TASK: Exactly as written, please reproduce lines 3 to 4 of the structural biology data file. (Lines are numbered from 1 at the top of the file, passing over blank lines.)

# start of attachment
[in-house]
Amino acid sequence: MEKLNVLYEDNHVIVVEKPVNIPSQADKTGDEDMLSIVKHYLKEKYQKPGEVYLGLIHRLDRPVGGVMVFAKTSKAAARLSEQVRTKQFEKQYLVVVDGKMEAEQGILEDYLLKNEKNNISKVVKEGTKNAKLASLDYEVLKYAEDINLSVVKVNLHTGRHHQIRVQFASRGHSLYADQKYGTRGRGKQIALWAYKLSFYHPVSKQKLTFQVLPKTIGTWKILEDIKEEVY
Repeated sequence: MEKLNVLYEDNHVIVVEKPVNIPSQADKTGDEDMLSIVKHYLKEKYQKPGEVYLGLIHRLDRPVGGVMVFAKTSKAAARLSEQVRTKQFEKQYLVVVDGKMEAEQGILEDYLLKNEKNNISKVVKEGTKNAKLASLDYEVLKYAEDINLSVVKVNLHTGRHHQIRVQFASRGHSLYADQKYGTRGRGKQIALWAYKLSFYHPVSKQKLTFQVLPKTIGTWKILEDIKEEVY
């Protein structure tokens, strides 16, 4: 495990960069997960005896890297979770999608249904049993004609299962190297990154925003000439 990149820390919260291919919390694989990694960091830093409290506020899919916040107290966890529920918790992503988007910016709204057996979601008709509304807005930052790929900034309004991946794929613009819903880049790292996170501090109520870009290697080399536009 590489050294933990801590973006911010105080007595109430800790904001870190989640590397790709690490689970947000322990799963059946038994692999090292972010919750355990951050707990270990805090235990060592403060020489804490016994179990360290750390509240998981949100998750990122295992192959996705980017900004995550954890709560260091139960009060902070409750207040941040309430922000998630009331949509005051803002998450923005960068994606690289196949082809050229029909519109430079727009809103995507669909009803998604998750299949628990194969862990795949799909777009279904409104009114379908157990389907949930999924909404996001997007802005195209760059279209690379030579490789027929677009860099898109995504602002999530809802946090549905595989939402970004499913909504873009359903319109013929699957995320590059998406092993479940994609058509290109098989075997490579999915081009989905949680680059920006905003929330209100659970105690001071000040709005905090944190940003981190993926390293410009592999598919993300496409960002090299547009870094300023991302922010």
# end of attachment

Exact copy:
Repeated sequence: MEKLNVLYEDNHVIVVEKPVNIPSQADKTGDEDMLSIVKHYLKEKYQKPGEVYLGLIHRLDRPVGGVMVFAKTSKAAARLSEQVRTKQFEKQYLVVVDGKMEAEQGILEDYLLKNEKNNISKVVKEGTKNAKLASLDYEVLKYAEDINLSVVKVNLHTGRHHQIRVQFASRGHSLYADQKYGTRGRGKQIALWAYKLSFYHPVSKQKLTFQVLPKTIGTWKILEDIKEEVY
């Protein structure tokens, strides 16, 4: 495990960069997960005896890297979770999608249904049993004609299962190297990154925003000439 990149820390919260291919919390694989990694960091830093409290506020899919916040107290966890529920918790992503988007910016709204057996979601008709509304807005930052790929900034309004991946794929613009819903880049790292996170501090109520870009290697080399536009 590489050294933990801590973006911010105080007595109430800790904001870190989640590397790709690490689970947000322990799963059946038994692999090292972010919750355990951050707990270990805090235990060592403060020489804490016994179990360290750390509240998981949100998750990122295992192959996705980017900004995550954890709560260091139960009060902070409750207040941040309430922000998630009331949509005051803002998450923005960068994606690289196949082809050229029909519109430079727009809103995507669909009803998604998750299949628990194969862990795949799909777009279904409104009114379908157990389907949930999924909404996001997007802005195209760059279209690379030579490789027929677009860099898109995504602002999530809802946090549905595989939402970004499913909504873009359903319109013929699957995320590059998406092993479940994609058509290109098989075997490579999915081009989905949680680059920006905003929330209100659970105690001071000040709005905090944190940003981190993926390293410009592999598919993300496409960002090299547009870094300023991302922010």